Surgeon performs rat head transplant. Humans are next


In news that is both terrifying and intriguing, scientists in China have performed a head transplant between rats.

Three rats were used for the operation — a donor, a recipient, and one for blood supply. Then the final results with the donor rat’s head and forearms attached to the recipient.

The research report was published in CNS Neuroscience and Therapeutics.

Apparently, head transplants are nothing new, as people have been trying to perform them on dogs and monkeys since at least 1908 (and probably before). There’s a full list of this stuff on National Geographic.

And professor Xiaoping Ren, one of the researchers on the new rat study claims to have successfully completed a monkey head transplant last year – though proof was unavailable.

The goal, according to the abstract, was to study the ability to control ischemic events and long-term immune rejection. (Ischemia apparently involves restricted blood supply to tissues. So says Wikipedia.)

As for what they did, the abstract says “The thoracic aorta and superior vena cava of a donor rat were anastomosed with the carotid artery and extracorporeal veins of a recipient rat by vascular grafts. Before thoracotomy in the donor rat, the axillary artery and vein of the donor were connected to the carotid and the extracranial vein of the third rat through a silicone tube. The silicone tube was passed through a peristaltic pump to ensure donor brain tissue blood supply.”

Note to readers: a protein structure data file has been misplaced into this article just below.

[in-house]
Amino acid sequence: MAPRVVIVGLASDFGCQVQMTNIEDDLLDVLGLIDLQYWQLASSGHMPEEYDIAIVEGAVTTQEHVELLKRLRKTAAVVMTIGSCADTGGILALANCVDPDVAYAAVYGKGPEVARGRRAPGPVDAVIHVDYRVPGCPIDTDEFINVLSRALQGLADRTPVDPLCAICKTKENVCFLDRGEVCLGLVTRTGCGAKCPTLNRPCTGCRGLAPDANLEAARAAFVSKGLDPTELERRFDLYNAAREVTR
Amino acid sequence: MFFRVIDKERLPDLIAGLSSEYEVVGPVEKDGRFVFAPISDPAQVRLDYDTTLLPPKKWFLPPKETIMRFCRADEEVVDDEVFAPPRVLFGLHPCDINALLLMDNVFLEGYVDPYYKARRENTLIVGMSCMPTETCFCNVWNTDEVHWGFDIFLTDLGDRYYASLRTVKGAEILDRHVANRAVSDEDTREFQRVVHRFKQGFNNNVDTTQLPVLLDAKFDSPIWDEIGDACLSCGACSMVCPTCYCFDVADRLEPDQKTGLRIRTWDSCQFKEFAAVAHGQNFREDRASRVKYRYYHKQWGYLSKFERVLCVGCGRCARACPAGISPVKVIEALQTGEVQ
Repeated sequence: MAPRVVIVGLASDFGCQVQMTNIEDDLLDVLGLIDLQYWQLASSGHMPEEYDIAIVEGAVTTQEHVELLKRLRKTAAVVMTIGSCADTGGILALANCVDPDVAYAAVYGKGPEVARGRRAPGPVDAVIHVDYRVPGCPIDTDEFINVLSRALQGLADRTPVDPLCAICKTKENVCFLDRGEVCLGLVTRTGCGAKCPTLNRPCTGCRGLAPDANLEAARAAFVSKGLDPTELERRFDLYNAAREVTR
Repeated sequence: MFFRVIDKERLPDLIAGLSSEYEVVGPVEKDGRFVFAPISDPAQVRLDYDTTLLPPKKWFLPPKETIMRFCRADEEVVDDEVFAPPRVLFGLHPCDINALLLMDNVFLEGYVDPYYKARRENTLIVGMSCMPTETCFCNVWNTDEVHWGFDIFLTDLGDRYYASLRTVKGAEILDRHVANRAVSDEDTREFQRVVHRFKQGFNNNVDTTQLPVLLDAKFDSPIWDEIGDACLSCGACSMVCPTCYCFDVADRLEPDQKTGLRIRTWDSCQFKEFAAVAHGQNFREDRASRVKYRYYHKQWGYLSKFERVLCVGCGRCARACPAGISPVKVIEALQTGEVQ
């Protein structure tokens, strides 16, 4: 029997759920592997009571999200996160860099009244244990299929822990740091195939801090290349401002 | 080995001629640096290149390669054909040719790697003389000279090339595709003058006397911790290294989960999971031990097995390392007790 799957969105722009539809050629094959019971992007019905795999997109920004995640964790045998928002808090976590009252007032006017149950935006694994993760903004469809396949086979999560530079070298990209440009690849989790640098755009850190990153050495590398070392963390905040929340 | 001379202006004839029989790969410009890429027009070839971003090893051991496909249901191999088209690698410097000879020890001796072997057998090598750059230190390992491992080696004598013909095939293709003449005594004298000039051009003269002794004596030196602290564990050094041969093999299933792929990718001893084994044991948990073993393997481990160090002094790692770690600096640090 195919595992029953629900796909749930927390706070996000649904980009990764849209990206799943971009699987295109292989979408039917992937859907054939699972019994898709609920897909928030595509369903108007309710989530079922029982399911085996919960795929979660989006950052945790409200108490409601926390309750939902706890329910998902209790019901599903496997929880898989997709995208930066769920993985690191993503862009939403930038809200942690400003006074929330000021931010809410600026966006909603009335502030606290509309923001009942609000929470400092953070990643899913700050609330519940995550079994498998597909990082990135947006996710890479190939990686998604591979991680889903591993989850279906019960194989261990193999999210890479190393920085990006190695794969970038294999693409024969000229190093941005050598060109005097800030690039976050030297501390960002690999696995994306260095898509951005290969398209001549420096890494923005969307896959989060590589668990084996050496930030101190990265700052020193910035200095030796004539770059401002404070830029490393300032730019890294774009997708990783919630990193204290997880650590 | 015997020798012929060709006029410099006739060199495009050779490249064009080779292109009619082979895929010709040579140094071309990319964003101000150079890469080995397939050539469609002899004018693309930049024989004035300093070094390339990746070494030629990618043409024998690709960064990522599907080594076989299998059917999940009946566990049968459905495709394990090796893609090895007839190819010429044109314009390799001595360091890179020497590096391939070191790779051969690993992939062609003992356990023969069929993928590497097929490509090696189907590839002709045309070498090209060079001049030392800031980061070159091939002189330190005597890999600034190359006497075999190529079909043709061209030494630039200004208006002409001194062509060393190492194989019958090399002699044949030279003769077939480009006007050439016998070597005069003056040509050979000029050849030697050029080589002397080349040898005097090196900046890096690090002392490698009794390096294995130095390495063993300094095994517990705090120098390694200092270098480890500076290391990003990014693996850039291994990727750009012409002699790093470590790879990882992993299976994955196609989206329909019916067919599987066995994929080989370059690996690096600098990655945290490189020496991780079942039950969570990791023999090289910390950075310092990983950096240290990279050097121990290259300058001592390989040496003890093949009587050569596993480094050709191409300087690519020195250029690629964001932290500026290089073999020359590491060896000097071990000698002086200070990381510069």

I don’t know what that means, but Tech Times says “By connecting the donor rat to the third rat using a silicone tube that is connected to a pump, blood flow to the brain tissue was guaranteed.”

If that’s the case, why didn’t the researchers just say that?

Anyway, the rats only lived for a short time but the goal is longer survival.

One of the researchers on this projects, Sergio Canavero, has become famous to talking head transplants, and has plans to perform the first human one later this year. Originally the subject was to be Valery Spiridonov, a terminally ill Russian man, but a new media release says the operation will be performed on an as-yet-unnamed Chinese national.

Canavero is now also talking about performing the world’s first brain transplant within the next three years.

Hunt Batjer, president elect of the American Association for Neurological Surgeons previously said of the head transplant. “I would not wish this on anyone. I would not allow anyone to do it to me as there are a lot of things worse than death.”

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